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One Minute Poems

by Rancid Idols Productions

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Once I lived in a house where things fell in and out of time with no regard for when they were needed. A belt, a phone, things set down briefly fell temporarily away and then returned. Much was seen out of the corner of the eye. A pair of boots, for instance, a farmer's boots, hobnailed, thick-soled, with tight-tugged laces. No doubt he too had searched with angry hands, dealt out blame wearily, had pointed out how his important work had been held up. I lost nothing, or what I lost came back.
Pigeons Pigeons have no tenancy laws. She placed her squabs on my sill. When I protested, she gazed at me with looks which were a hybrid of hesitancy and hostility. At night, the pigeons cooed. Throughout the day, the exhalation of their excreta wafted across the apartment. During feed-time, their twitter was louder than church bells annunciating crisis. But I was helpless… Soon I decided -- to be kind to myself, I had to be cruel. I opted to evict them. But there are no courts for this. No legal machinery. Only feelings. Feelings have always failed me.
The earth has grown plastic. Water takes eons to seep. The burnout of tress is due to blemished air. Neonates feed on supplements. Does frondescence succor wellbeing? Air-conditioning helps appraise accommodation. Windowpanes don’t open to the sky. Owners enhance décor with filament lights. A flame tree stands alone beside the gateway. Old leaves cover the passage. Wood is abolished to expand highways. The flamboyant tree dies from Roman vitriol.
Home It is easier longing in absentia than watching your beloved hometown fade in instalments with each summer visit; the majestic peepal tree of your childhood— once sacred, haunted, having stood guard and witness to your bloodline— now a giant plumeless scarecrow, awaiting, by resigned consent, uprooting by non-Hindu hands; elders who like old gods reigned supreme in their once-kingdom, now pillaged ruins grown smaller since they last blessed you in person; streets once wide enough to accommodate your wildest dreams leaving room for more, shrunken to shocking miniatures too small to tread; random acquaintances—flesh and blood and fun and frolic in your fond recollections— contaminating your memory by deviating from your script promising happy endings; the fading phantoms of your ancient town compelling you to yearn from safe distance.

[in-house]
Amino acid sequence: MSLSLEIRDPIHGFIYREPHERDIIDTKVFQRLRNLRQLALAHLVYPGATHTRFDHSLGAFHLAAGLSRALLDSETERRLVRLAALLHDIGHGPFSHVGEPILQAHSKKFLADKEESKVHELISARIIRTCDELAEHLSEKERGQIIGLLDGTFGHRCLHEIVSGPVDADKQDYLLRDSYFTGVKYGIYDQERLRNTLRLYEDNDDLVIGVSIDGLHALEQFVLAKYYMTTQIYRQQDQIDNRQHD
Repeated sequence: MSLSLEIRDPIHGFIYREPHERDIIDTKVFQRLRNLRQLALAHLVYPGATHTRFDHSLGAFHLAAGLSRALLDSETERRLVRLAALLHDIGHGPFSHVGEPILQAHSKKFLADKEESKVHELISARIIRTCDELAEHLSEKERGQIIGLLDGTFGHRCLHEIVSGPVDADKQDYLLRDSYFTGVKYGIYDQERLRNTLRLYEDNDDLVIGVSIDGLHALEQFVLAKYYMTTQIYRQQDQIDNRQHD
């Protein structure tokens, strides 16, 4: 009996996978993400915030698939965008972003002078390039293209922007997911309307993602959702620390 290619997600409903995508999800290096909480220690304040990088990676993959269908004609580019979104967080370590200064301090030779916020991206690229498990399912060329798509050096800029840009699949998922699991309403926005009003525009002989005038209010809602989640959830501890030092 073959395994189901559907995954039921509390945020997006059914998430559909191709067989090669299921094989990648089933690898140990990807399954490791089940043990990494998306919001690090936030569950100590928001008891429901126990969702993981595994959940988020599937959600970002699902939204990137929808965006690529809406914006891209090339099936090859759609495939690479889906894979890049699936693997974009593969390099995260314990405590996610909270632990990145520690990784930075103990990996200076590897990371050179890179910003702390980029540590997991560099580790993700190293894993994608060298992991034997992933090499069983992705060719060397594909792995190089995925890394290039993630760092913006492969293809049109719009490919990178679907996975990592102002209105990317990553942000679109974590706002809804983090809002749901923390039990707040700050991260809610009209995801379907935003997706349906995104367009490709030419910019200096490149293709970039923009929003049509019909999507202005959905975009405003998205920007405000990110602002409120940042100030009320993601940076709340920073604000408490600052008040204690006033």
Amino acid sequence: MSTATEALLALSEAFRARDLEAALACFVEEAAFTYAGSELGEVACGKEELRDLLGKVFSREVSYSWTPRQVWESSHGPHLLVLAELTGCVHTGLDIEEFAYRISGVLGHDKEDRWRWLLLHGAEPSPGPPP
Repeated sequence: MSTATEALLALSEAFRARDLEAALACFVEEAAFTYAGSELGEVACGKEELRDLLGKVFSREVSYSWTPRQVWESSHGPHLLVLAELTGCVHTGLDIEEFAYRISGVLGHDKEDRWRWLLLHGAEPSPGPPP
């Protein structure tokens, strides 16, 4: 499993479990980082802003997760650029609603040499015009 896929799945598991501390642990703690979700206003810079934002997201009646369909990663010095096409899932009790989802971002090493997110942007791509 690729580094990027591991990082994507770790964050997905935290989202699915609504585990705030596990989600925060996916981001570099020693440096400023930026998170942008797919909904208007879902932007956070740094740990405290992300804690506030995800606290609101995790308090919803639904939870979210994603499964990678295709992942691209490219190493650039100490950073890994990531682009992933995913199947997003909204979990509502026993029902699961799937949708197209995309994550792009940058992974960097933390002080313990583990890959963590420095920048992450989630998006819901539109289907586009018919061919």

Dear Nostalgia, will you ever leave me alone? Will you refrain from sliding into my bed at four in the morning when you find me lying awake after releasing the dog? Will you stop pursuing me, embracing me with your brown Yarra arms and narrow Liffey legs? Why do you insist on waking me with memories of past geographies, decomposing relationships, the deeds of youth? Do you think I might forget the brilliant blues, the amber glow, the snug fug of cosy belonging? I’m not sure I need you anymore. Perhaps I’ve reached the farther shore, survived the breaking surf, dragged my exhausted self from the undertow, staggered onto a new continent.
Endurance I came to a raw and cloying resignation. I do not belong to the places and conversations that I am standing in. The air is filled with acrid humanness. The jarred angles of my speech. When did a stone made of glass serve as a fetish for silence? An outplaced refinement. This is a wave more necessary to the ocean. This is the crusade of quiet. The crumpled shadow of a too-hungered dog. One day the only landscapes turned from naked deaths will not be deserts. From this we fall and write and pray an order to the earth, to a heartbeat more faithful than ours.
LAST RITES The world would come crashing in around us in as many days as it took to make when you return to the care home, conscious of our presence, attending your own wake. You perform a rehearsal one evening; we gasp at what we think is your last breath then you rally to sit up, eyes gleaming, ordering breakfast - your last before death. One by one, folk call in to pay respects, sit in silence or give a knowing nod. You aren't fit to speak, yet touch does affect, as one lady proved and how I applaud her cradling your face in pillow-soft breasts; prompting memories, you smile, feeling blessed.